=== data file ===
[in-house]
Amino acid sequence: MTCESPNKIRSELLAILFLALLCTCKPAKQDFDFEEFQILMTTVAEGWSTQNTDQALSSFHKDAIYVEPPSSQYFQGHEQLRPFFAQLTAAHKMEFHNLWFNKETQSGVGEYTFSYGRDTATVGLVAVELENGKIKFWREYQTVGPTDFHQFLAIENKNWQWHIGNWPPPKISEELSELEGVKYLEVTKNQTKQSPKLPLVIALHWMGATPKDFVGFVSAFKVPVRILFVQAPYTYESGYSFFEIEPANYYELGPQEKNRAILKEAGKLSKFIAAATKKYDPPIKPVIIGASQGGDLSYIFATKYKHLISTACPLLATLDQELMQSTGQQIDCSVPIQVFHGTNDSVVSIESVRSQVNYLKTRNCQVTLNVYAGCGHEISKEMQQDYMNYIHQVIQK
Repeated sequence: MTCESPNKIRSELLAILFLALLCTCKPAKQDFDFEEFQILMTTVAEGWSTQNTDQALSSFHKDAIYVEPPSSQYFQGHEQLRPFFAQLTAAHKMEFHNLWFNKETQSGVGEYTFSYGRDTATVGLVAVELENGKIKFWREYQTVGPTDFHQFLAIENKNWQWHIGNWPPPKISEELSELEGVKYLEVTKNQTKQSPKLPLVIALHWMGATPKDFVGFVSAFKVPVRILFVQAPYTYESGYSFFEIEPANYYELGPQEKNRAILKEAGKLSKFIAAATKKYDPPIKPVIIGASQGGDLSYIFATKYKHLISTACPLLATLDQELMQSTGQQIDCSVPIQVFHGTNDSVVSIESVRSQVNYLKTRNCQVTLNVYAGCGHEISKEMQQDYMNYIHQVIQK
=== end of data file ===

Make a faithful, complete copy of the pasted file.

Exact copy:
[in-house]
Amino acid sequence: MTCESPNKIRSELLAILFLALLCTCKPAKQDFDFEEFQILMTTVAEGWSTQNTDQALSSFHKDAIYVEPPSSQYFQGHEQLRPFFAQLTAAHKMEFHNLWFNKETQSGVGEYTFSYGRDTATVGLVAVELENGKIKFWREYQTVGPTDFHQFLAIENKNWQWHIGNWPPPKISEELSELEGVKYLEVTKNQTKQSPKLPLVIALHWMGATPKDFVGFVSAFKVPVRILFVQAPYTYESGYSFFEIEPANYYELGPQEKNRAILKEAGKLSKFIAAATKKYDPPIKPVIIGASQGGDLSYIFATKYKHLISTACPLLATLDQELMQSTGQQIDCSVPIQVFHGTNDSVVSIESVRSQVNYLKTRNCQVTLNVYAGCGHEISKEMQQDYMNYIHQVIQK
Repeated sequence: MTCESPNKIRSELLAILFLALLCTCKPAKQDFDFEEFQILMTTVAEGWSTQNTDQALSSFHKDAIYVEPPSSQYFQGHEQLRPFFAQLTAAHKMEFHNLWFNKETQSGVGEYTFSYGRDTATVGLVAVELENGKIKFWREYQTVGPTDFHQFLAIENKNWQWHIGNWPPPKISEELSELEGVKYLEVTKNQTKQSPKLPLVIALHWMGATPKDFVGFVSAFKVPVRILFVQAPYTYESGYSFFEIEPANYYELGPQEKNRAILKEAGKLSKFIAAATKKYDPPIKPVIIGASQGGDLSYIFATKYKHLISTACPLLATLDQELMQSTGQQIDCSVPIQVFHGTNDSVVSIESVRSQVNYLKTRNCQVTLNVYAGCGHEISKEMQQDYMNYIHQVIQK